Uganda 2014: The Year The World Lost Its Head

Sophia Carter

Sophia is a poet and writer based in Birmingham with a passion for LGBT issues, food, fashion and literature, keen blogger and lover of cats.

Latest posts by Sophia Carter (see all)

As 2014 draws closer to the start of 2015, it’s time to sit down and reflect on issues affecting the LGBT+ community when the press conferences, photographs and social media talk stops. In Uganda we all remember the passing of the anti-LGBT+ law and then its subsequent overturning on a technicality.

However, as of today, 4 November 2014, Ugandan lawmakers are seeking to reintroduce this law. Ssebaggala and several other legislators, including Vice President Edward Ssekandi, have been meeting since August to ‘fast track’ the bill and reinstate this homophobic legislation into Uganda.

Firstly we must examine why is it that humankind is so intent on the concentrated destruction of minority groups. Perhaps in the times of the cavemen we may have considered this acceptable – but in today’s modern world how can this still be happening? The fallout from the anti-homosexuality law passed in Uganda in February 2014 sent shockwaves throughout the globe and caused an international debate on the morality of such laws. This led to the eventual rejection of the bill on 1 August 2014.

So where did all of this begin? The LGBT+ community in Uganda began to feel the backlash of homophobic views when a recommendation from a section of the women’s movement urged the proposed equal opportunities commission to address the rights of homosexuals as members of a marginalised social group.  This could be argued as the trigger for the anti-homosexuality bill that was first drafted in 2009. The barbaric death of David Kato in 2011, who was bludgeoned to death in his home after a newspaper similar printed details of his address (and other homosexuals in Uganda), demonstrates the country’s rapid descent into homophobic fervour.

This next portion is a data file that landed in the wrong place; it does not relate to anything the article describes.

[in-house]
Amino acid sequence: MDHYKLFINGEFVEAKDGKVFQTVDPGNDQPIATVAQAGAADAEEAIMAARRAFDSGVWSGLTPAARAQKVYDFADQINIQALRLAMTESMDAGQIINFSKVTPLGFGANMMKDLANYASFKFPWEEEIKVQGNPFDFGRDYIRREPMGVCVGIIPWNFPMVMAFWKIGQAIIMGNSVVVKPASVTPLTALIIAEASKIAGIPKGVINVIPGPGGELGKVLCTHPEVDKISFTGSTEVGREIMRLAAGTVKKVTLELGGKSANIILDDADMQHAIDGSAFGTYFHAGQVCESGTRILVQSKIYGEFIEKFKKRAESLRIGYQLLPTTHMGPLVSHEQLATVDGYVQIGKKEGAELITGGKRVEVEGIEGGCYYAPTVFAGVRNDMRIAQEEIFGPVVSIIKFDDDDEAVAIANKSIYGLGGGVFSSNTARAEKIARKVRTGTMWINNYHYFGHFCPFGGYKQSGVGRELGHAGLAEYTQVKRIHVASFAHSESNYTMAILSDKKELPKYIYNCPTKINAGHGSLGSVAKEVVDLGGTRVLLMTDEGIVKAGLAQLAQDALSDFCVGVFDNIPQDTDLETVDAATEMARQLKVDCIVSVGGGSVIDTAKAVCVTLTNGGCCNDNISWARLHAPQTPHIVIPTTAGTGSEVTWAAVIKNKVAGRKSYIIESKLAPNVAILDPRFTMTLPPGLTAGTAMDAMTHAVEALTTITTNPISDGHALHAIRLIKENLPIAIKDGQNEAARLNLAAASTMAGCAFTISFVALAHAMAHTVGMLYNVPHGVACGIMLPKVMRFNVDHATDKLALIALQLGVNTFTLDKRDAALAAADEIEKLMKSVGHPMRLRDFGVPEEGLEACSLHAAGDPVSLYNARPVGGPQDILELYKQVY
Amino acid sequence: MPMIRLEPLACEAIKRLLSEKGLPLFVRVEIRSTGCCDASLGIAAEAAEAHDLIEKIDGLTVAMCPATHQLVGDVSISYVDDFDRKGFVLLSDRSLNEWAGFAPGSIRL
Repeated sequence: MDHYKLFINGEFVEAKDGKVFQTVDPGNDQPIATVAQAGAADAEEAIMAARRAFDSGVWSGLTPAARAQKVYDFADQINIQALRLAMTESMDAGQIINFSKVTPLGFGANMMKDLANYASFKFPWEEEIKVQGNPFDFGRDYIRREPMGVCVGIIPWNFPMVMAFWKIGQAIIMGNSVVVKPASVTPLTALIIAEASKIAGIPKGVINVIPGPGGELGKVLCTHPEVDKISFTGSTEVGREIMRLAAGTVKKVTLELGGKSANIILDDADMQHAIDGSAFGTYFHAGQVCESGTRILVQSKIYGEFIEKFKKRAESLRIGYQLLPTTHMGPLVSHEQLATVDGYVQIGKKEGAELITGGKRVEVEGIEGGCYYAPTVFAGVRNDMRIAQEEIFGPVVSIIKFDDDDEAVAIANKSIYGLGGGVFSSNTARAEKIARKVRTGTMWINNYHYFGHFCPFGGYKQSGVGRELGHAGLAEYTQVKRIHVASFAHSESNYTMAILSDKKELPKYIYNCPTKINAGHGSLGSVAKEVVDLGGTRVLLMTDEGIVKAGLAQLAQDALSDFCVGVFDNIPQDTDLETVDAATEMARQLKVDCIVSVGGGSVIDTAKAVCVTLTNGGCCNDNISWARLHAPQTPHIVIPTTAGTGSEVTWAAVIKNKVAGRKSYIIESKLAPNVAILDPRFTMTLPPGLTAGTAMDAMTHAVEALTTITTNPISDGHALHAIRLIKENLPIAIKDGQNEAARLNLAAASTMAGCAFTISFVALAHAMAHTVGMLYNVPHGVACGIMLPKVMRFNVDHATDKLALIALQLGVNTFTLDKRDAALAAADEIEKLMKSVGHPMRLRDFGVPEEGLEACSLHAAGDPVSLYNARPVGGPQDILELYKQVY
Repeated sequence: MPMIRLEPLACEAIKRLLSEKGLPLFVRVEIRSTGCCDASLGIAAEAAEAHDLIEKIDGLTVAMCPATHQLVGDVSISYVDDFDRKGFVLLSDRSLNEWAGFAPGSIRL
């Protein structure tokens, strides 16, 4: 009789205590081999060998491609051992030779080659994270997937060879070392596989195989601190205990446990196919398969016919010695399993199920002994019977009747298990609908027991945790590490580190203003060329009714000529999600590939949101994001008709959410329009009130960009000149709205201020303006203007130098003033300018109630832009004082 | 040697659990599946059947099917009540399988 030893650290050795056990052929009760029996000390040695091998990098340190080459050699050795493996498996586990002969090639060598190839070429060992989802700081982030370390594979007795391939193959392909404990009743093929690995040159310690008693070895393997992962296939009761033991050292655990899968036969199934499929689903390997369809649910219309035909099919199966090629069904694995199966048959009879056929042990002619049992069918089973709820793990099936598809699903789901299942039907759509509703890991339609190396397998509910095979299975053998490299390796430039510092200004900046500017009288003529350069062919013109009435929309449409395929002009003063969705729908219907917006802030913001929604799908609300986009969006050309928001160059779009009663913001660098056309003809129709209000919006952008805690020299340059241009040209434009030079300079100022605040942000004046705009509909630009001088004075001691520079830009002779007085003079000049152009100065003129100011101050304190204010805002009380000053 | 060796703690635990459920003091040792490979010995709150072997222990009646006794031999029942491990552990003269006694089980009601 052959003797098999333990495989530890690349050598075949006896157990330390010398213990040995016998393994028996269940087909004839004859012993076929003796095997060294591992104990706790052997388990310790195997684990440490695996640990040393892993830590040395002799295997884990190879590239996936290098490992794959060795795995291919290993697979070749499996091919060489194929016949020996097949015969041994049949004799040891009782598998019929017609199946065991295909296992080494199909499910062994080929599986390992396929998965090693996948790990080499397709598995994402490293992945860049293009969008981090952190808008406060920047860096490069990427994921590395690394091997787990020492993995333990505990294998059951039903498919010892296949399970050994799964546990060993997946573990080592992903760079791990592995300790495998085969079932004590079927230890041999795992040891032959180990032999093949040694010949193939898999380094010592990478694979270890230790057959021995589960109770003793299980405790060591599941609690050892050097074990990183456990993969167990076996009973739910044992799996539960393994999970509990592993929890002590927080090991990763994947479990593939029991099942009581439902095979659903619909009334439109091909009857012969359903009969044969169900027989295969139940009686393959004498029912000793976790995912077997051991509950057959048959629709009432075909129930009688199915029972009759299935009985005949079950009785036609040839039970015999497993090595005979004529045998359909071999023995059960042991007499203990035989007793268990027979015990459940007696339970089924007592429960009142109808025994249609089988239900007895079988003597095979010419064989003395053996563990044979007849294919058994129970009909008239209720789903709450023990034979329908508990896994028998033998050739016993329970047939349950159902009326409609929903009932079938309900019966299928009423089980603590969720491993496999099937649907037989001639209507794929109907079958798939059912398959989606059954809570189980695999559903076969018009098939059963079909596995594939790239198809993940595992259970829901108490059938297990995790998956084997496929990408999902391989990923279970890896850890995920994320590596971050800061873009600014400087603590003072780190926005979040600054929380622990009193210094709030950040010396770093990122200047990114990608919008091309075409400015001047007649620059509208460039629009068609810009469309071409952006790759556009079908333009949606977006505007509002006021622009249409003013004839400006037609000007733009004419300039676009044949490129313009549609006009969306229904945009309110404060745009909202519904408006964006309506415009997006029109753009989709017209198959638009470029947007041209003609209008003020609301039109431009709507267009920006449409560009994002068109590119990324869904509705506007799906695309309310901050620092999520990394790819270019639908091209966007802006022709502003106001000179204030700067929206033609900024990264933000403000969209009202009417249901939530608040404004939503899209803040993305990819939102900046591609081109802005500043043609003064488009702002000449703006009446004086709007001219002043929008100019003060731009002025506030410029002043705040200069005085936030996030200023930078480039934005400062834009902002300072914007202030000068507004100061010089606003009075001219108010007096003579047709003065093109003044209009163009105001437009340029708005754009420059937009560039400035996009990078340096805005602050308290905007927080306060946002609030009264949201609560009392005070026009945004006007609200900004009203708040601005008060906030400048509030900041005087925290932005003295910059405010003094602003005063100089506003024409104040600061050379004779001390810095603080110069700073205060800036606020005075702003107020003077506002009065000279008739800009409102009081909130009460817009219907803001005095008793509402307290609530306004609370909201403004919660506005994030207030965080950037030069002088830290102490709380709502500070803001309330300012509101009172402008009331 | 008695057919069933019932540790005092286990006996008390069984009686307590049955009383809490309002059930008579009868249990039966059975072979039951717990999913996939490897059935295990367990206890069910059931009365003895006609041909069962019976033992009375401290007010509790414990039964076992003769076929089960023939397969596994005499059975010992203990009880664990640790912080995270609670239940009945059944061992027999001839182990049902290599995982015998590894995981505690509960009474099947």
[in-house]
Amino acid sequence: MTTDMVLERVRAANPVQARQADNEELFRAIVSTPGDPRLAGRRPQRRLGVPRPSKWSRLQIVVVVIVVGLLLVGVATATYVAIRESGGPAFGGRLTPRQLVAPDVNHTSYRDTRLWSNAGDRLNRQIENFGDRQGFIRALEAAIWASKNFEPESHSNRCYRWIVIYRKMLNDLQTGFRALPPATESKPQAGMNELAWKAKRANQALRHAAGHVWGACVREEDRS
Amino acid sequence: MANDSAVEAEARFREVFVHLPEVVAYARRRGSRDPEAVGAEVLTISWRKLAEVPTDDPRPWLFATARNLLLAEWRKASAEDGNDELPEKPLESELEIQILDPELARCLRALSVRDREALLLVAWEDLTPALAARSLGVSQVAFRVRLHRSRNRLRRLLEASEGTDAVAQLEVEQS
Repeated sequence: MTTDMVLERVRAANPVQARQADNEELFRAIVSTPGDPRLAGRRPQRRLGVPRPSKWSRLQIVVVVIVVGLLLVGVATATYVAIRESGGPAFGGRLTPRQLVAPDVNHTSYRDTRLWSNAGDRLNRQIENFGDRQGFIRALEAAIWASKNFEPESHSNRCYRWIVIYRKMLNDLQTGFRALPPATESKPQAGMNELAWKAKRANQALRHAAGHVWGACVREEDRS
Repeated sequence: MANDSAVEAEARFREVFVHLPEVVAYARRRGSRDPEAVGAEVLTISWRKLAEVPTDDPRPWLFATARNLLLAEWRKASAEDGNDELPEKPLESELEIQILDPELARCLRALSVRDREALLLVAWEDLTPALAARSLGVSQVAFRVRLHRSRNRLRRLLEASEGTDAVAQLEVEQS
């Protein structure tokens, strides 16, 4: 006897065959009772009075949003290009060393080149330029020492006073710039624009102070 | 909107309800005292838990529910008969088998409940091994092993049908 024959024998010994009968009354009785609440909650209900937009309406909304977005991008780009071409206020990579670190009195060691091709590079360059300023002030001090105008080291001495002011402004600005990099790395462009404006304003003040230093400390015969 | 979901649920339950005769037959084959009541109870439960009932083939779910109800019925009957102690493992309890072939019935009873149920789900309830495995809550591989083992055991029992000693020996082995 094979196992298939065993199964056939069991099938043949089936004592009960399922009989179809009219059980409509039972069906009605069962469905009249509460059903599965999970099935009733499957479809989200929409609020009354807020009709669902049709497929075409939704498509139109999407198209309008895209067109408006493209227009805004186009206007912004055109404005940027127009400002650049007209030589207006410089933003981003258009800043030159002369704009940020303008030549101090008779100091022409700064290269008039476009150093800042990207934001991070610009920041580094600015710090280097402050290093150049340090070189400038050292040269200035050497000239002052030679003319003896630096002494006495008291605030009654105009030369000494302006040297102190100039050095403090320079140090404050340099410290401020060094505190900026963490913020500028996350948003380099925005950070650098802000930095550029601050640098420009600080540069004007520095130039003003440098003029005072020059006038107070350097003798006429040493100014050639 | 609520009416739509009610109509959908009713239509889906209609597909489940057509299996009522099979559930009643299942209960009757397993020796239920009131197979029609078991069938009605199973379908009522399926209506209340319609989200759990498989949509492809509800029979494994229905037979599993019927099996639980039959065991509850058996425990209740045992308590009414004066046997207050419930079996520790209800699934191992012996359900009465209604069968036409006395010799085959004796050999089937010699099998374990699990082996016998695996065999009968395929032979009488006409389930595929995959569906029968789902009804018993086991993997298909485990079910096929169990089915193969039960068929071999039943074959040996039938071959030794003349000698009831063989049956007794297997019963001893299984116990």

There would appear to be three main factors that are decisive in the overwhelmingly homophobic society of Uganda: Social Exchange Theory, construction of the family and society’s morals.

Interestingly enough, as much as the majority of the Ugandan population would like you to believe they are committed to heterosexual relationships as opposed to homosexual relationships which are deemed as ‘deviant’ or ‘adverse’, the country has a long, deep-rooted history of homosexuality that even predates colonialism (Murray and Roscoe 1998). I will list below some of the main research that has been found:

– The Langi people of northern Uganda treated ‘males’ as females and they were allowed to marry men. (Driberg 1923).

– Among the Iteso people homosexuality was acknowledged. (Laurance 1957).

Homosexuality was also acknowledged among the:

– Bahima people (Mushanga 1973).

– Banyoro people (Needham 1973).

– Baganda people (Southwold 1973).

In fact there is a huge history of homosexuality during the Buganda monarchy – King Kabaka Mwanga was known to be gay (Faupel 1962).

However despite the country’s clear history of homosexuality, President Yoweri Museveni not only passed the bill, but continued on his rampage against the LGBT+ community by implying that homosexuality is imported from the West and that Westerners are trying to ‘recruit’ young African men and women. The best part of this? Uganda welcomed with open arms three evangelical ministers into the country to give a series of talks on homosexuality and the ‘the gay agenda – the whole dark and hidden agenda’.